This site will be migrating to a new address.
Please visit me at @Køkken and change your subscription to this blog to my RSS Feed

You Will Be Redirected!

Please do not leave any more messages on this blog. I will not be publishing or responding to any more comments left here. You will be automatically redirected to All posts have been migrated. You will be able to locate any posts by performing a quick search at my new site. Thank you.

Monday, May 30, 2011

Pate de Fruits Cassis - Cassis Fruit Jelly Candy

Pate 9

Pates 3

Pate 2

My parents were strict with us when we were growing up. I don't recall ever vehemently demanding for anything when we were young. We would gladly take whatever my parents would give us, be it sweet treats, stationery, books or clothes. If anything we set our eyes on were deemed expensive by our parents, we learnt to let go and make do with cheaper alternatives. We did not whine or throw tantrums, we just learnt to enjoy and made the best out of what we had... When it came to candies and sweet treats, Cadbury chocolates were not heard of within our households. The best we would see were Van Houten almond chocolate ovals that came in oval shaped tin cans or long rectangular tin boxes.
For Candies, my mother would always get us Polo mints - possibly the most unpopular and the most boring candy for a kid. Second to the Polo mints, our other favourite would be the Rowntree Fruit Gums.
They were fruity and sweet and for a long time, these were my favourite. The only cons about this candy were possibly that they were hard (which made them last forever to chew) and had the tendency to stick on to the teeth. Following the Rowntree fruit gum came something which has remained my firm favourite till today - the Rowntree Blackcurrant / Tropical Fruits pastilles. These were soft, tangy and had a more natural fruity taste compared to the gums. These were a little more expensive compared to the fruit gums and the polo mints (polo mints were the cheapest) but whenever we went grocery shopping at the supermarket then, we would always look out for the typical special offers that would come as 3 tubes in a pack.

My love for fruit pastilles continues till today - I can at any time, finish up a whole tube of Rowntree (now owned by Nestle) Blackcurrant Fruit pastilles faster than you can finish sucking your Polo Mint!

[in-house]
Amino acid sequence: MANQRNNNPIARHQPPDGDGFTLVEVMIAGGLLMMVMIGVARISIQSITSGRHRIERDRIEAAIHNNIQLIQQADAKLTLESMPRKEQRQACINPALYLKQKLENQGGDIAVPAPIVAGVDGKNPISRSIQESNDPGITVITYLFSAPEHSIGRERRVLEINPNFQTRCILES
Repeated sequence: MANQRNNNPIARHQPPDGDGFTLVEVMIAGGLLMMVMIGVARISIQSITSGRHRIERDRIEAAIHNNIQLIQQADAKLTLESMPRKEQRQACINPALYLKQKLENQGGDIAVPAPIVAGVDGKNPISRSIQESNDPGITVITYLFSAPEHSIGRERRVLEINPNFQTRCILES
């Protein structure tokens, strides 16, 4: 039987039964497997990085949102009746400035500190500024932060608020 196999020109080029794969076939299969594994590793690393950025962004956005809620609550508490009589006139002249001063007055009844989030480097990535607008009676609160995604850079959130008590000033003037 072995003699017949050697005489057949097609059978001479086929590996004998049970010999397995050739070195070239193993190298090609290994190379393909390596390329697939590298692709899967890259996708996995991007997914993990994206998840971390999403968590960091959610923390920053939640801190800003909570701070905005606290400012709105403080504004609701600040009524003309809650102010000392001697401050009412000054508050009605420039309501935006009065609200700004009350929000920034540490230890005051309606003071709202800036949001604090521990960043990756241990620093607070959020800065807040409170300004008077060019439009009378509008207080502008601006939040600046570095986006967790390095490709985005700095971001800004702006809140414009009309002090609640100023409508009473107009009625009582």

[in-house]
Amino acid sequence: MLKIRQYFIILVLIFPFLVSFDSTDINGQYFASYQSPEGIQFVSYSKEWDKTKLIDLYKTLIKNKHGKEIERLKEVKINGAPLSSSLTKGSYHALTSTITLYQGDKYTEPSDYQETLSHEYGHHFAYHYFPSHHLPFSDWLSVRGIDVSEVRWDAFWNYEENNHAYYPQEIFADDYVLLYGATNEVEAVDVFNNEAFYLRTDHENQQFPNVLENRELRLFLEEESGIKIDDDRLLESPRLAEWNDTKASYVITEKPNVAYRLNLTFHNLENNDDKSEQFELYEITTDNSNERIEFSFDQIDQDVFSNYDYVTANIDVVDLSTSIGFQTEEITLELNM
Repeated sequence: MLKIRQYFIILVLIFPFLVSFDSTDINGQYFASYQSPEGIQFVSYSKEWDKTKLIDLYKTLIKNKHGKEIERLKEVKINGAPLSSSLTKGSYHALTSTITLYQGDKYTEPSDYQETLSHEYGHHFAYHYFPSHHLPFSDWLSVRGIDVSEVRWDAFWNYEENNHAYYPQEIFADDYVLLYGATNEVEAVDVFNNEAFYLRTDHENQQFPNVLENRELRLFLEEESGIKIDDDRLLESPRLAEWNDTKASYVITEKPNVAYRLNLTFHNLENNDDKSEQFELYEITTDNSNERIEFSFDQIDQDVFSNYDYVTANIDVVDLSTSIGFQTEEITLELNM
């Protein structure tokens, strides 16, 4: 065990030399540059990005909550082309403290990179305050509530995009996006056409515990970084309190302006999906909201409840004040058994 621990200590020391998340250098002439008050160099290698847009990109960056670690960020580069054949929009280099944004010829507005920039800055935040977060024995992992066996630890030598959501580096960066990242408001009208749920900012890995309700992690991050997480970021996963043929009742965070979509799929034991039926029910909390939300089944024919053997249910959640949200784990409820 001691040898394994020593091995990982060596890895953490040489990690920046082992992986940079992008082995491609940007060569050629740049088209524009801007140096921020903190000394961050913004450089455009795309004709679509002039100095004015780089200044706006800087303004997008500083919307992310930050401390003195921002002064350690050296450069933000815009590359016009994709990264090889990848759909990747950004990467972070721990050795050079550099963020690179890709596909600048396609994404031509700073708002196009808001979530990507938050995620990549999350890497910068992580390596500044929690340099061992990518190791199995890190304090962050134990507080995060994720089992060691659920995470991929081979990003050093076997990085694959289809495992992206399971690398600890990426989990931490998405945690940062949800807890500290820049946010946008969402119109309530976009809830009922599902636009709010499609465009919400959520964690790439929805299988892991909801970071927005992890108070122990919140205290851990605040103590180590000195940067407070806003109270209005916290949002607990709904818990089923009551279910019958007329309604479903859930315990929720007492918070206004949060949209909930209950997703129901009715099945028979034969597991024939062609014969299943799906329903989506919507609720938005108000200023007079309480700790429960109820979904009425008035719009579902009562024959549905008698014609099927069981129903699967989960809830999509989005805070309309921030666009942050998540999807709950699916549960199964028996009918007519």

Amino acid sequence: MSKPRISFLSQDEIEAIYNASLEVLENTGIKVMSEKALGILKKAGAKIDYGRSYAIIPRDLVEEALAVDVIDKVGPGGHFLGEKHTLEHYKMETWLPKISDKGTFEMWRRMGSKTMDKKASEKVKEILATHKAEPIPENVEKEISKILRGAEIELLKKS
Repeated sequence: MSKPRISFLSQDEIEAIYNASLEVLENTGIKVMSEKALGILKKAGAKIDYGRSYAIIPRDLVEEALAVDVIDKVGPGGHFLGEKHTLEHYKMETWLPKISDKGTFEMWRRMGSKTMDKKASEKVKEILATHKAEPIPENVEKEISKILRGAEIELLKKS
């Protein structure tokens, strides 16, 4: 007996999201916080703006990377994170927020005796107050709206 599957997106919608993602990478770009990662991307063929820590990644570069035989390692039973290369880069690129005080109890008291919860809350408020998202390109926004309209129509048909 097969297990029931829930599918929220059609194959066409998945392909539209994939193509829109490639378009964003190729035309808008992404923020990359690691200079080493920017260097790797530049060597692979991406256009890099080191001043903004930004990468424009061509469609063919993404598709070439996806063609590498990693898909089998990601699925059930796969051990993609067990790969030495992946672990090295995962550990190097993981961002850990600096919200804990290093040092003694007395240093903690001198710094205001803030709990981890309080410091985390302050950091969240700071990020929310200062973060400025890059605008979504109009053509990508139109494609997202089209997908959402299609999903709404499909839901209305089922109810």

Hence, it comes as no suprise that I have always been tempted to make Pate de Fruits - a little sweet treat often served as petit fours with other sweet treats.
This is not the first time I have attempted a Pate de Fruit. I recall trying to make these with Mango puree but for some reason, it just would not gel... it could have been the fact that I had tried to reduce the amount of sugar in the recipe or it could have been due to the pectin I was using at the time....

Pate 5
The recipe I am using today is taken from Le Cordon Bleu "De la Cueillette, a la Recette"  - an illustrative Le Cordon Bleu French Pastry Training Manual  which I find rather useful. The recipe combines the mildness of pear puree with Casis to soften the tartness. The amount of sugar used in the recipe is still maddeningly huge but I refrained from tweaking the recipe for fear that it will not gel again. In addition to pectin, this recipe also calls for the addition of citric acid. ( the recipe I tried before used lemon juice) The citric acid was added at the end of the cooking process and was the critical component that ensured problem-free gelling of the cooked jam.

Verdict- the fruit jelly was bursting with rich fruity flavours - The tartness and sweetness were so intense that I could not really decide if it was more tart or more sweet. I definitely feel more encouraged this time and am looking forward to work with other fruits and ... yes, I am still adamant on tweaking the sugar level !

Pate 2(250)
Recipe :

Cassis Puree                   200g
Pear Puree                      150g
Pectin                              8g
Castor sugar  A               38g (mix pectin and sugar A together)
Castor sugar  B               375g
Glucose                           75g
Citric Acid                       8g
Coarse Sugar                  For coating

Method :
1. In a copper pot, heat Casis Puree and Pear Puree until 40-45C. Add  Pectin and sugar A mixture slowly into the puree mixture.
2. Add glucose and continue to stir and heat until puree starts to bubble.
3. Add the rest of the castor sugar in 3 additions. Stirring well to dissolve after each addition.
4. Continue to stir and heat until temperature reaches 107C.
5. Remove from heat. Add in citric acid and stir well to dissolve.
6. Pour jam into an 18x18cm square ring. (place square ring on a tray lined with silpat mat/ baking sheet.
7. Leave to cool and set at room temperature for 12 hours. (note, once citric acid is added, puree will gel quite quickly, so work quickly to pour into mold)
8. Dust with coarse sugar and cut to size.


Maria @ Scandi Foodie said...

They look so perfect Shirley! I'd love to try them!

edith said...

This reminded so much of my childhood too. Btw where can you get cassia puree? Is this a fruit?

Shirley @ Kokken69 said...

Hi Edith, I bought the purée from Poon Huat. It is also known as Myrtilles, I believe.

Ribbon Clown said...

it reminds me of ribena pastilles..he he

You never failed to surprise me with your creation, Shirley..I bet there's more surprises coming up soon.. Keep it up.. :)

grub said...

all those lollies you mentioned, i ate them too in my childhood. only difference where the brands (choc almonds - nestle, fruit gums - pascalls, pastilles - fruitips, polo - lifesavers) though i was not very fond of the choc almonds. i still eat the others to this day and bring back a box of them when returning from Malaysia :)

making your own sure looks fun :) haha i nearly got cassis and cassia mixed up hehehe

Joyce @ Chunky Cooky said...

This is really something interesting ! Fancy one making own sweets, very creative and must be tasting great !

Anonymous said...